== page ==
PRESQUE ISLE, Maine — Twenty-five years ago, then-Speaker of the Maine House John Martin was the target of a roast to benefit a St. John Valley historical society. After the dust and barbs settled, he swore he’d never do it again.
But on Saturday night, the veteran of a half-century of Maine politics was back in the hot seat during a roast to benefit academic scholarships at Northern Maine Community College, and with 25 years’ worth of new material for the roasters to draw upon, a veritable who’s who of state players in the Democratic Party took their best shots.
“I was pretty sure I was here to roast [former Maine Senator] George Mitchell,” joked Maine humorist Gary Crocker. “But I’m here for John Martin, and he is a legend in Maine politics, he told me so himself tonight at dinner.”
First elected to the Maine House of Representatives in 1964, the Eagle Lake Democrat was part of what was then the minority party in the House.
“You have to understand, 50 years ago almost no one outside of the St. John Valley knew what a Democrat was,” Gerard Conley Sr., former Cumberland County legislator, said. “But from day one, John was a leader.”
Once the Democrats became the majority party, Martin went on to serve an unprecedented 10 terms as Speaker of the House beginning in 1975. When term limits forced him out of the House, he ran for the state Senate, where he served from 2000 to 2008 before being elected again to the House.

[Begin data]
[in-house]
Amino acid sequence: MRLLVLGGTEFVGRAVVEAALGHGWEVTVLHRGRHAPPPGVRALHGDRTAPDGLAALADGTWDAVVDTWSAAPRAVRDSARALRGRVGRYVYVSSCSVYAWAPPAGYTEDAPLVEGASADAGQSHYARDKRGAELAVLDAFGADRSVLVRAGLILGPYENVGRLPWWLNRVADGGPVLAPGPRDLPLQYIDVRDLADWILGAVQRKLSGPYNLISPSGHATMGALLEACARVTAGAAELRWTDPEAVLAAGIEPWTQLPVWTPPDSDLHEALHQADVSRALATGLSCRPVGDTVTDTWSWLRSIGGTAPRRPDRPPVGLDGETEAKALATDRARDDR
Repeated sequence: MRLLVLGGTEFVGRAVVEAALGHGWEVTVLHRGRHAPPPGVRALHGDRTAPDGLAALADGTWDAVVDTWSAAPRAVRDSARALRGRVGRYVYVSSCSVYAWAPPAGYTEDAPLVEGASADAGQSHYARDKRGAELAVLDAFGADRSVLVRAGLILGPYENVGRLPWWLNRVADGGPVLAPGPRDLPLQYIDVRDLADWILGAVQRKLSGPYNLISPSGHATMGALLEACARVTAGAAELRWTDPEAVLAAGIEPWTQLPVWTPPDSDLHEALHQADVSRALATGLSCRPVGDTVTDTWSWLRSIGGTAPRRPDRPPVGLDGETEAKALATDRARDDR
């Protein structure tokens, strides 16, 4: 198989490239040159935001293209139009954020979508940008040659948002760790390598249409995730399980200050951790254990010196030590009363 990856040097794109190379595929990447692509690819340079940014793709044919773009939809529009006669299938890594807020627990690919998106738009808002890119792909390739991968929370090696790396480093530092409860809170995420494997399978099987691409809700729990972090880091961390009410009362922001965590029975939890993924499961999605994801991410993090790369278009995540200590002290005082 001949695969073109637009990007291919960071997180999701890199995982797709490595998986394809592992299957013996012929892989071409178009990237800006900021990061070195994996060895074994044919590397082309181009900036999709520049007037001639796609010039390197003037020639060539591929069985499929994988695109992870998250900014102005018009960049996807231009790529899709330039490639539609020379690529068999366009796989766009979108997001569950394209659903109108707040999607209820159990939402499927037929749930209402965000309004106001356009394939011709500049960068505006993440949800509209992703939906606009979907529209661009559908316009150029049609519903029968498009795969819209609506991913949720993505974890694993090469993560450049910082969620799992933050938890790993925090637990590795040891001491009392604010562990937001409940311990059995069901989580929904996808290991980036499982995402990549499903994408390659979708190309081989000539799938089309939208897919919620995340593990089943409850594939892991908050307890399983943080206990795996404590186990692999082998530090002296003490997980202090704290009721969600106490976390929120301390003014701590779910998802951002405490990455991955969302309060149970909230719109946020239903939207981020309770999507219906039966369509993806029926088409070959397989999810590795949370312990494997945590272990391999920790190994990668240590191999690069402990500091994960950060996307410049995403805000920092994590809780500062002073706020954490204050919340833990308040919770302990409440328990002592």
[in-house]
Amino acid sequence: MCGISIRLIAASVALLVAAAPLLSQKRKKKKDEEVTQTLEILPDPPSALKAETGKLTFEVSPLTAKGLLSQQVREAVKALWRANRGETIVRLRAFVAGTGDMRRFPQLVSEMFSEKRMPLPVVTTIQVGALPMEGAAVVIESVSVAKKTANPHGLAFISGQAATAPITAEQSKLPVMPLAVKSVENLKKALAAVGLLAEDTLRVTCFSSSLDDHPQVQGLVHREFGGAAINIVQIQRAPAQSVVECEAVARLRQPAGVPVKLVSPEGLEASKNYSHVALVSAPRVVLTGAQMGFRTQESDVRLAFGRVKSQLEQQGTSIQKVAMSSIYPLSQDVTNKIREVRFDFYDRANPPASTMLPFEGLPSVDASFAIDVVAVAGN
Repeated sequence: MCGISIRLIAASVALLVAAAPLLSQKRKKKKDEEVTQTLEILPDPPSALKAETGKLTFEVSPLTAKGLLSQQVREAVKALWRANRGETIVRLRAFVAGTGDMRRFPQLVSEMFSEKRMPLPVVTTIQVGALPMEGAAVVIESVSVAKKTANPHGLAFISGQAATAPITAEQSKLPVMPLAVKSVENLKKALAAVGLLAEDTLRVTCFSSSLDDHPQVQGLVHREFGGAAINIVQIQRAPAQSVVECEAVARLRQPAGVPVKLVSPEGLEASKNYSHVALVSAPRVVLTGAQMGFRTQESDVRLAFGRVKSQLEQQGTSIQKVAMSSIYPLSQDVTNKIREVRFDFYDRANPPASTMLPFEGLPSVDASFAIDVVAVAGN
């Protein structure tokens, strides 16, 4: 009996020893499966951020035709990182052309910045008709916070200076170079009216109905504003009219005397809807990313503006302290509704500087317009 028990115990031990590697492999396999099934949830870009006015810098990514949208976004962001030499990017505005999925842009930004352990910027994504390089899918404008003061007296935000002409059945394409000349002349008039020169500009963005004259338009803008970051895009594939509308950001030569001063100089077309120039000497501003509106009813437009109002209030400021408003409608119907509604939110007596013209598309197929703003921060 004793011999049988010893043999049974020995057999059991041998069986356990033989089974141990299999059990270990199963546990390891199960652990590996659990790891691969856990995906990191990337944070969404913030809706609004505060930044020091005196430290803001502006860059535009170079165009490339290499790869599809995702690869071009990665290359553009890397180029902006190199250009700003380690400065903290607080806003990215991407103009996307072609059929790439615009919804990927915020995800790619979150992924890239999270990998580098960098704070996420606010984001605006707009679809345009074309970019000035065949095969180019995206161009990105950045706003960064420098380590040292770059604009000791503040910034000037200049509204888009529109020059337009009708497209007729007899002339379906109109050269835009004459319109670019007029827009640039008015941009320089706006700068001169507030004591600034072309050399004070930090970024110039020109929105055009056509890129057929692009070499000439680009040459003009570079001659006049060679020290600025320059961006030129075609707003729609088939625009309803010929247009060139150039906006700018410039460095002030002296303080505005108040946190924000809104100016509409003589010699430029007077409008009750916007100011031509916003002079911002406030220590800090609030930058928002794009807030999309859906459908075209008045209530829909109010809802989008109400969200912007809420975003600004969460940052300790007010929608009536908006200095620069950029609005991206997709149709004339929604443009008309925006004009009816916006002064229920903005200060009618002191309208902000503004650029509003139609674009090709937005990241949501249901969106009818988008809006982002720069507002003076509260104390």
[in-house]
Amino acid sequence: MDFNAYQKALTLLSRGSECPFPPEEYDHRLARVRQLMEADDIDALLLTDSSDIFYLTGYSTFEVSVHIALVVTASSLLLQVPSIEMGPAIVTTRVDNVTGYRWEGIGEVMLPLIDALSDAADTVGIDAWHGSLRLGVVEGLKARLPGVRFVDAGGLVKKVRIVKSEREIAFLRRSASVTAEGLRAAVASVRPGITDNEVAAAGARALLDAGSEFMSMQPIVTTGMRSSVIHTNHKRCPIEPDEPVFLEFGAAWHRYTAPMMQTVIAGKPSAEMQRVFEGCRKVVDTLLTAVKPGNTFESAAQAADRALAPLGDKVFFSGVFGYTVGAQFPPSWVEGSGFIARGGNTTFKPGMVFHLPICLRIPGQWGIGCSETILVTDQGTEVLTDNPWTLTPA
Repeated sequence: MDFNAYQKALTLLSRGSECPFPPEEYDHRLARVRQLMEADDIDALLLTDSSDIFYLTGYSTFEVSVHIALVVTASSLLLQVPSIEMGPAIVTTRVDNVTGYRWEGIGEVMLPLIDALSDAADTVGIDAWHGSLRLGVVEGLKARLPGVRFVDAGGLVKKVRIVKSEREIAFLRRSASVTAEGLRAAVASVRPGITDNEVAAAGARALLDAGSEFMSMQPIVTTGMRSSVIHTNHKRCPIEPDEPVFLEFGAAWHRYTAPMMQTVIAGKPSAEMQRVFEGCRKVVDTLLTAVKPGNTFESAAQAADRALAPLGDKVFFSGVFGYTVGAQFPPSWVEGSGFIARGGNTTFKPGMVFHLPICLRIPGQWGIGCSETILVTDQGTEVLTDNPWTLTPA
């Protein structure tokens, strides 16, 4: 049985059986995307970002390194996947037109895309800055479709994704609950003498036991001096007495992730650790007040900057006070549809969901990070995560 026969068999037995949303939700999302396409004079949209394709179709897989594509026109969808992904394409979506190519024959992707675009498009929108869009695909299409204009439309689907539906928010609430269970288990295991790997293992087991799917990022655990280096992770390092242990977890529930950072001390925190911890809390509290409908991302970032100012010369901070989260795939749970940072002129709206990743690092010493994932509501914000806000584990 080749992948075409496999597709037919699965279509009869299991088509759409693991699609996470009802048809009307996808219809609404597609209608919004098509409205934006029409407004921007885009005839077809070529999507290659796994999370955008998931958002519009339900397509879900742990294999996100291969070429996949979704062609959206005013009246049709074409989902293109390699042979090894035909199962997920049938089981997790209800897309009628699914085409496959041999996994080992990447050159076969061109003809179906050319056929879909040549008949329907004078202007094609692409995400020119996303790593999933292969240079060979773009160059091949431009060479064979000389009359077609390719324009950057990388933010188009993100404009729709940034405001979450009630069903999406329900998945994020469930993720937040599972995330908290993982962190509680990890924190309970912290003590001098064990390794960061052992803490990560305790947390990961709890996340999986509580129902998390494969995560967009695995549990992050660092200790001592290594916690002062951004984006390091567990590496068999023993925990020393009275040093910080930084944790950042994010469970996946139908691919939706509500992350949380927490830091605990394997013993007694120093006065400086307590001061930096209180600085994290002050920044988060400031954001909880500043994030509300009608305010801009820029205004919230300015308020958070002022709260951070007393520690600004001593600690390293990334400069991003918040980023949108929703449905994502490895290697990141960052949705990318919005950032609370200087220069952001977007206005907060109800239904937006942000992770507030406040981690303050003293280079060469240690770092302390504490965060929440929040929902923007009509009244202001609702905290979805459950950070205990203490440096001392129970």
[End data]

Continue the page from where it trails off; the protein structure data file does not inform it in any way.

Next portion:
Last fall he was ousted from his House seat by political newcomer Mike Nadeau, a Fort Kent Republican.
Among his legislative highlights was the designation of the Allagash Wilderness Waterway as a federally protected wild river in 1966.
Martin was also responsible for developing the Legislature’s current system of having co-chairs from each party on legislative committees and was well known — and at times feared — for his grasp of parliamentary procedure and its uses for passing, or defeating, legislation.
He was also known for guiding the careers of younger Democrats during the 1980s as House Speaker — among them current U.S. Rep. Mike Michaud, former Department of Conservation Commissioner Pat McGowan and former legislator John Lisnik, who became collectively known as “the Young Turks” around the State House.
“Most of them still kiss John’s ring, just like they did back in the ’80s when they were running all over the third floor of the State House begging him for committee assignments,” Conley said.
Martin, according to Conley, amassed power efficiently and used it for his home district.
“John redistributed wealth from my district to Aroostook County,” Conley said. “My constituents would say Eagle Lake’s roads are paved with gold and they were not far wrong — just look at Route 11, and if you don’t believe me, just ask the seven people who use it.”
Martin’s dedication to improving the 100-mile section of the road from Patten to Fort Kent was a major target Saturday night.
“You think it’s a mystery there is curbing on Route 11 where there are only moose to trip over it?” Crocker said. “Coincidence? I think not.”
Northern Maine residents did not only benefit from the better roads, according to Crocker.
“When push-button phones first came to Maine, the first city to get them was Portland, and that was understandable,” he said. “The second place to get them was Eagle Lake.”
Twenty-five years ago, Aroostook County Commissioner Norman Fournier was the first to roast Martin, and he was back at it Saturday night.